During tonight's lengthy 7pm work session and 8pm public meeting, the River Edge Mayor and Council will tackle some of the borough's most recent controversial topics from sidewalk replacements and a shade tree ordinance to the Cherry Blossom Park and 2013 Open Space Trust Fund allocations.
River Edge and New Milford have previously been in talks on exploring a shared service agreement to cover sidewalk replacements costs for slabs that were damaged by Superstorm Sandy.
Each borough has an ordinance in place stipulating that homeowners are responsible for covering the costs to replace sidewalk slabs. But officials were unsure of passing the cost onto homeowners as borough shade trees had caused the destruction.
According to DPW Superintendent John Lynch, there are approximately 38 slabs that need to be reset and an additional 40 for reconstruction. New Milford has an estimated 66 slabs that need to be replaced with the potential cost of $150 per 4-by-5 slab.
Shade Tree Ordinance
River Edge spent five years drafting a Shade Tree Ordinance that ties the removal of a tree with that of acquiring a building permit. The council's Tuesday night agenda now calls for discussion of amending the ordinance.
The ordinance was initially introduced in May after five years of rewrites and delays but then defeated in early June over concerns of property rights infringement. The previously proposed legislation would have given the Shade Tree Commission jurisidiction over the removal and protection of any trees located on both private and public property except for when a homeowner removes a tree on their property for maintenance or in case of an emergency.
Later that month, the council began discussing the ordinance again but with the goal of removing any oversight of trees on private property while retaining the requirement that any tree removal be tied with a building permit application. It would then place a greater emphasis on larger home construction and that of redevelopment projects over smaller construction projects by homeowners.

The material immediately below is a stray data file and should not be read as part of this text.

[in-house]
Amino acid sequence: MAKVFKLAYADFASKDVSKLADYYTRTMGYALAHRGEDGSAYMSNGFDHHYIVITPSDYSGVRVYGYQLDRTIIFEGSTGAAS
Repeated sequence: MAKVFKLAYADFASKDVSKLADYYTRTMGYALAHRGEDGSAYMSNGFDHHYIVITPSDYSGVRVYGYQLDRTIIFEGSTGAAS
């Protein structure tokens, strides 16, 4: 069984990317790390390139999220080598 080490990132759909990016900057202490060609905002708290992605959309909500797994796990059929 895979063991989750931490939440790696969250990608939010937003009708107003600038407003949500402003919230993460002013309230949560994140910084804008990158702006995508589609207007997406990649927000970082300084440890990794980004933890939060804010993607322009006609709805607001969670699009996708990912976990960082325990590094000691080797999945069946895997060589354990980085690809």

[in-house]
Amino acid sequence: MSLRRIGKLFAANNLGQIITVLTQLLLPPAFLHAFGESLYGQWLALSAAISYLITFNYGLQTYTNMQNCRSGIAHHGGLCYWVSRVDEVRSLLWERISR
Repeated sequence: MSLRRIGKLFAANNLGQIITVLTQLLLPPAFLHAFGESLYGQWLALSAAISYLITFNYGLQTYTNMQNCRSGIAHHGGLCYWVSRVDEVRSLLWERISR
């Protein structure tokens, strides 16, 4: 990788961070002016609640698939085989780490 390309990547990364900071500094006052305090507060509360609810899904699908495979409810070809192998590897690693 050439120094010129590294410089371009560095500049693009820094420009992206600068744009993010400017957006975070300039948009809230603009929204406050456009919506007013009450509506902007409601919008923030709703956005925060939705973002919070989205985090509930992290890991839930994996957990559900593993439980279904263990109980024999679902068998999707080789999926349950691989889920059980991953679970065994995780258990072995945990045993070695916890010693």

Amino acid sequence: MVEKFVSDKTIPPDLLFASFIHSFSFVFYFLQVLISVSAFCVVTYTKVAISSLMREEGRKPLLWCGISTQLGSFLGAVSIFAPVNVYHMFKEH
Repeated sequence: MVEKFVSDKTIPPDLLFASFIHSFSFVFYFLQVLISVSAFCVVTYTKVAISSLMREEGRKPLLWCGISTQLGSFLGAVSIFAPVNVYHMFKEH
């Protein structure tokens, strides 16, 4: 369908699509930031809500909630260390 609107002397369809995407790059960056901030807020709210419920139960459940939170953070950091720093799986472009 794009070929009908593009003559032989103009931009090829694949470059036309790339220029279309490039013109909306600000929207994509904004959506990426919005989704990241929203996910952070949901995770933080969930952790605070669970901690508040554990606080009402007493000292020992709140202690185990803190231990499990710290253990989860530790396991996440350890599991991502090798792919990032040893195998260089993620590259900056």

Open Space Trust Fund
After defeating the Open Space Trust Fund ballot question in 2011, residents had a change of heart and restored the funding. This year, the fund was passed with 1,503 votes with 1,434 in opposition.
The Trust Fund allows for one cent per each $100 of a homeowners taxbill to be set aside for the preserveration of open space in the borough.
In prior years the majority of the trust fund's allocations have been used to cover with additional funding being set aside for the Recreation Commission, Beautification Committee, Shade Tree Commission, 9/11 Memorial and Environmental Committee.
Cherry Blossom Park
The borough purchased less than an acre of land between Cherry Hill Elementary and the Christian Community Church in 2008 with the goal of creating a pocket park in the southern part of town.
The park area, was purchased with a Bergen County Open Space grant and additional funding is expected from the DEP-based Green Acres. Tonight the governing body will finally determine where they stand with receiving any Green Acres grant funds.
In in its report that an underground storage tank had not leaked following its removal; that soil samples revealed the existence of chlordane, an insecticide that was used prior to 1983 for crops, lawns and gardens; and that a building on site would require asbestos remediation prior to its removal.